Current Fungal Infection Reports

, Volume 13, Issue 2, pp 59–66 | Cite as

Non-Aspergillus Fungal Infections in Chronic Granulomatous Disease

  • Romain Guery
  • Benoît Pilmis
  • Bertrand Dunogue
  • Stéphane Blanche
  • Olivier Lortholary
  • Fanny LanternierEmail author
Pediatric Fungal Infections (D Corzo-Leon, Section Editor)
Part of the following topical collections:
  1. Topical Collection on Pediatric Fungal Infections


Purpose of Review

Management of Aspergillus infection in chronic granulomatous disease (CGD) patients remains a challenge even in new azoles era. However, epidemiology, diagnosis, and management of non-Aspergillus fungal infection (NAFI) in CGD setting are poorly described.

Recent Findings

NAFI appears to be rare in CGD patients and receiving antifungal prophylaxis. Clinical presentation is not specific of fungal species and patients often suffer from mild disease with prolonged course. While candidiasis and mucormycosis are also common in other immunocompromised population, infections caused by Phellinus tropicalis, Trichosporon inkin, and Rasamsonia argillacea have a unique predilection for CGD patients. Improved fungal identification with molecular methods allows description of new fungal species.


The available data for NAFI during CGD are limited and based on case reports and small series. Invasive tissue biopsies and advanced molecular methods are often required for diagnosis and guiding antifungal strategy in addition to a close collaboration between clinician, pathologist, and mycologist.


Invasive fungal disease Chronic granulomatous diseases Trichosporon inkin Phellinus tropicalis Rasamsonia argillacea Breakthrough infections Pediatric patients 



We thank Marie Desnos-Ollivier for her helpful comments.

Compliance with Ethical Standards

Conflict of Interest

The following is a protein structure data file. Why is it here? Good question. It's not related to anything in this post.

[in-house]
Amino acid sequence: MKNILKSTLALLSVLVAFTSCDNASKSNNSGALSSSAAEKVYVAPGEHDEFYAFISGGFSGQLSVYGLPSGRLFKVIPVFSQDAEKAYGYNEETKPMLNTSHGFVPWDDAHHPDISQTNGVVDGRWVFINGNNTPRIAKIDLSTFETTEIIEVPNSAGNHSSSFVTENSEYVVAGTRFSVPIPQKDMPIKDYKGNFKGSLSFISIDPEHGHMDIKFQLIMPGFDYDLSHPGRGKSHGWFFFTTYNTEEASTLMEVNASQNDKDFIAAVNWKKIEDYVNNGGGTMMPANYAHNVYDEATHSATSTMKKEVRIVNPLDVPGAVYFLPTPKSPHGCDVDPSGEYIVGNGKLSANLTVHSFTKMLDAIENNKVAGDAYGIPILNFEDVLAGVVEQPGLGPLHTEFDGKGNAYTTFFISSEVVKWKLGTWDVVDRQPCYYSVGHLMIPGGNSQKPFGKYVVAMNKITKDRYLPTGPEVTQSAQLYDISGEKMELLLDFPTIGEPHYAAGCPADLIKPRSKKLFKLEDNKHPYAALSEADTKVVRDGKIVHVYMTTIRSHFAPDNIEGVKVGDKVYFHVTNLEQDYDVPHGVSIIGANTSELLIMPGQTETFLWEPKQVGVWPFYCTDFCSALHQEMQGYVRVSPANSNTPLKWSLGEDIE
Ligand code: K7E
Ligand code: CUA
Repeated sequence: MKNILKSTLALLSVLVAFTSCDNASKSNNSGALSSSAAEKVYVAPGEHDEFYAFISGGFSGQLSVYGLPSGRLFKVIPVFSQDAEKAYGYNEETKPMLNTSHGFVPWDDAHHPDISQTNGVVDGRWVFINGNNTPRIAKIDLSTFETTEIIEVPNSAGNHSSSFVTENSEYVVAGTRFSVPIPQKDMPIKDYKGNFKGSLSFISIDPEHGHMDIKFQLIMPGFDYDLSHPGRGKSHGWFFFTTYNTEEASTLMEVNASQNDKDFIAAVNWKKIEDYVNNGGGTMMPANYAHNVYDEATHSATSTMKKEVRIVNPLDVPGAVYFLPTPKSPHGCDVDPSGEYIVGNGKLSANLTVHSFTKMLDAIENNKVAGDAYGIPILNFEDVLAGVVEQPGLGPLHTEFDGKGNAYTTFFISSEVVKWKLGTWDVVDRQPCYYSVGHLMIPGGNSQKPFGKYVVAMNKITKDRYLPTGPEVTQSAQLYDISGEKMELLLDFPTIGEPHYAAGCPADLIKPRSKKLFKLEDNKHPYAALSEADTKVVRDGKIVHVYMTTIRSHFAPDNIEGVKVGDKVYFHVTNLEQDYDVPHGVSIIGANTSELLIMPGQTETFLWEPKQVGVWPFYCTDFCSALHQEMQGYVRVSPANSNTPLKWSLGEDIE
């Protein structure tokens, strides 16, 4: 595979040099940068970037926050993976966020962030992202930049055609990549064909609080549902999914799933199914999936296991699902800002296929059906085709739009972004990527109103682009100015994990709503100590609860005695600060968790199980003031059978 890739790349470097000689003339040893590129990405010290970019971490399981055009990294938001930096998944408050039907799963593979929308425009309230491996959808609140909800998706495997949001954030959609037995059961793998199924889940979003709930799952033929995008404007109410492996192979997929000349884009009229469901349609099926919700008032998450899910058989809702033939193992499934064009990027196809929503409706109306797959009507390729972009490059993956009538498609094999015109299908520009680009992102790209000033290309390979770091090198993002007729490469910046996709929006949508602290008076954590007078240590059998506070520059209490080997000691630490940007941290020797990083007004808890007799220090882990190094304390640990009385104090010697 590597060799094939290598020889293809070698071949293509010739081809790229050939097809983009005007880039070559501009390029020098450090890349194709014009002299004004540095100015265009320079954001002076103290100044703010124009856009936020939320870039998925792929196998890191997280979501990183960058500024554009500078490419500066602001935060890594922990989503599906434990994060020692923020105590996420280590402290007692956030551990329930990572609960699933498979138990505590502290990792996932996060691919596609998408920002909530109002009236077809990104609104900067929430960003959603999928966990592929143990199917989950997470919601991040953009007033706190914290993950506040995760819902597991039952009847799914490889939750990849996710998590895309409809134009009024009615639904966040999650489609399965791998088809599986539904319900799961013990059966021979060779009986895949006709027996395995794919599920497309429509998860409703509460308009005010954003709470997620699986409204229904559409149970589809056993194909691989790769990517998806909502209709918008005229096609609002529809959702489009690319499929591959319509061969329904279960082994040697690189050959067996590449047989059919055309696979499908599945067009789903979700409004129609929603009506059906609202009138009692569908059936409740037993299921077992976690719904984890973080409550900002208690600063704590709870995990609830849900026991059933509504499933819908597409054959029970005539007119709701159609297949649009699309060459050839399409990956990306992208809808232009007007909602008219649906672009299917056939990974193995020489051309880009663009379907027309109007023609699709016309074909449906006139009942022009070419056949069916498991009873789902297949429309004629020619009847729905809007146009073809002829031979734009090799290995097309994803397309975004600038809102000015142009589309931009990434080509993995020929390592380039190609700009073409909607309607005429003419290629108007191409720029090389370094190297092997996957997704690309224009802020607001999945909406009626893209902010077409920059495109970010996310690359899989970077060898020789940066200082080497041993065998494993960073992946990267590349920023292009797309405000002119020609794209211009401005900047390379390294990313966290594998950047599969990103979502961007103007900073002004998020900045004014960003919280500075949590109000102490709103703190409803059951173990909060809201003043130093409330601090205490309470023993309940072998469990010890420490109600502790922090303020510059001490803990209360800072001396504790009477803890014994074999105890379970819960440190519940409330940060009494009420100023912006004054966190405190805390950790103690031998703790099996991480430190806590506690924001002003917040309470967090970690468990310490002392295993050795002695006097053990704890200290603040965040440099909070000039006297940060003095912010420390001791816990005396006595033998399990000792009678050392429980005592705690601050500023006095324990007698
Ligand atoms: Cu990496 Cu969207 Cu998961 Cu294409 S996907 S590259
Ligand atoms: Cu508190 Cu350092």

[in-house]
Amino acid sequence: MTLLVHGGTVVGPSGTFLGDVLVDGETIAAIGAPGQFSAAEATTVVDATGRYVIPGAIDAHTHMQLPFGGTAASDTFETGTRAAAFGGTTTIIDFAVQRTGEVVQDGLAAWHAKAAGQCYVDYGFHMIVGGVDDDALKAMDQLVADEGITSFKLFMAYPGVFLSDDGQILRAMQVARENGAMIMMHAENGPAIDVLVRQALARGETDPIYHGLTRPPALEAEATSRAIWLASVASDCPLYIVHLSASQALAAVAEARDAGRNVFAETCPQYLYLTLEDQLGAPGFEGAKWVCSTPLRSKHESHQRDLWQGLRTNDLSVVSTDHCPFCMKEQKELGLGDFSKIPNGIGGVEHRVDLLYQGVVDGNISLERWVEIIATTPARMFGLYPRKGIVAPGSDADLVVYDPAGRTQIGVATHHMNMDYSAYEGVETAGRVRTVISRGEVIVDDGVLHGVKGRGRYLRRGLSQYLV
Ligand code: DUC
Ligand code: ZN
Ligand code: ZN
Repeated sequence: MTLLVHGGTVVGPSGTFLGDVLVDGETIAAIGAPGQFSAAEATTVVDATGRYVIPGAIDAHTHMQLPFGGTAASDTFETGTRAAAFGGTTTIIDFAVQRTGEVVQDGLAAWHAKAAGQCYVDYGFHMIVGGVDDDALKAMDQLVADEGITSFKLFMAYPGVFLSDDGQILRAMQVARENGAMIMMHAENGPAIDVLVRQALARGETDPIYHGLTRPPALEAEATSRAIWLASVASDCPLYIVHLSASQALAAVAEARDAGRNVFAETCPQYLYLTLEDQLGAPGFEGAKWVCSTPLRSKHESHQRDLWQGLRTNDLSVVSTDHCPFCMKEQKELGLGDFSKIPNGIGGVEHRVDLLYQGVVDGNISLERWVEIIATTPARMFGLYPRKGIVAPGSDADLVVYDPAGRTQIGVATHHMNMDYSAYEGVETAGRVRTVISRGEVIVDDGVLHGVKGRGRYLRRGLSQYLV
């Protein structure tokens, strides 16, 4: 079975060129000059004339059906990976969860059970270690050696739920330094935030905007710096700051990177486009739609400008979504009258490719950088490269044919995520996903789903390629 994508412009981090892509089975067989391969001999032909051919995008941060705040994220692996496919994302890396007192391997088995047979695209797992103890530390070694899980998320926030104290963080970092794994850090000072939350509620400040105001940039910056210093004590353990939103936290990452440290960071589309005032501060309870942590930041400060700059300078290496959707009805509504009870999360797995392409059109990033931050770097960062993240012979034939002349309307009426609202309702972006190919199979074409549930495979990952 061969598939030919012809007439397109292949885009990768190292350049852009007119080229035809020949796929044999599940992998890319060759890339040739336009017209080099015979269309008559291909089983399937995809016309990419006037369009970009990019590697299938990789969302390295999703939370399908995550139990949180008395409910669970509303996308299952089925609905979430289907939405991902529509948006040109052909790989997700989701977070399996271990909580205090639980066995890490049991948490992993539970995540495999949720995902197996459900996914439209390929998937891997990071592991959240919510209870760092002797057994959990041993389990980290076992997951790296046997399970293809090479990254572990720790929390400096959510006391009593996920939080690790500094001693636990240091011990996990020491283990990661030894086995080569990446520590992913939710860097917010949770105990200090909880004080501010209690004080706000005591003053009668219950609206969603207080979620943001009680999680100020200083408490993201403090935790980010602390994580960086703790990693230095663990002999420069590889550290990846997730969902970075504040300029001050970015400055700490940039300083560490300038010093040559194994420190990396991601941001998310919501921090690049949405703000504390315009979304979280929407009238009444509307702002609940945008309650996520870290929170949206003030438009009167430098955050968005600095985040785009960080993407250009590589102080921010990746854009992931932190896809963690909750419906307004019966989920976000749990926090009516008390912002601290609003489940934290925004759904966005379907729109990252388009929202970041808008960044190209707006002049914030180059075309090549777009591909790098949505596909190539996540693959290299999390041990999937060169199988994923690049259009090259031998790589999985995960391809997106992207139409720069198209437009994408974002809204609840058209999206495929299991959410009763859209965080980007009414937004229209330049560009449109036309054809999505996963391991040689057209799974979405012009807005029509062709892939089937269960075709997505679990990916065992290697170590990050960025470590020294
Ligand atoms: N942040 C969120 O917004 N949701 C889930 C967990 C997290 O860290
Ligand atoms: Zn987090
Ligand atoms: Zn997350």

Romain Guery reports participating in CME with support from Gilead outside the submitted work. Benoît Pilmis reports personal fees from MSD outside the submitted work. Fanny Lanternier reports personal fees from Gilead outside the submitted work. Bertrand Dunogue, Stéphane Blanche, and Olivier Lortholary declare no conflicts of interest relevant to this manuscript.

Human and Animal Rights and Informed Consent

This article does not contain any studies with human or animal subjects performed by any of the authors.


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Copyright information

© Springer Science+Business Media, LLC, part of Springer Nature 2019

Authors and Affiliations

  • Romain Guery
    • 1
  • Benoît Pilmis
    • 1
    • 2
  • Bertrand Dunogue
    • 3
  • Stéphane Blanche
    • 4
  • Olivier Lortholary
    • 1
    • 5
  • Fanny Lanternier
    • 1
    • 5
    Email author
  1. 1.Sorbonne Paris Cité, Infectious Diseases Unit, Necker-Enfants Malades University Hospital, Assistance Publique-Hôpitaux de Paris (AP-HP), Imagine InstituteParis Descartes UniversityParisFrance
  2. 2.Antimicrobial stewardship team, Microbiology UnitGroupe Hospitalier Paris Saint JosephParisFrance
  3. 3.Department of Internal Medicine, National Referral Center for Rare Systemic Autoimmune Diseases, Hôpital CochinAssistance Publique-Hôpitaux de Paris (AP-HP)ParisFrance
  4. 4.Pediatric Immuno-Haematology and Rheumatology Unit, Assistance Publique-Hôpitaux de Paris (AP-HP)Necker Enfants Malades University HospitalParisFrance
  5. 5.Institut Pasteur, CNRS, Centre National de Référence Mycoses Invasives et AntifongiquesUnité de Mycologie Moléculaire, UMR 2000ParisFrance

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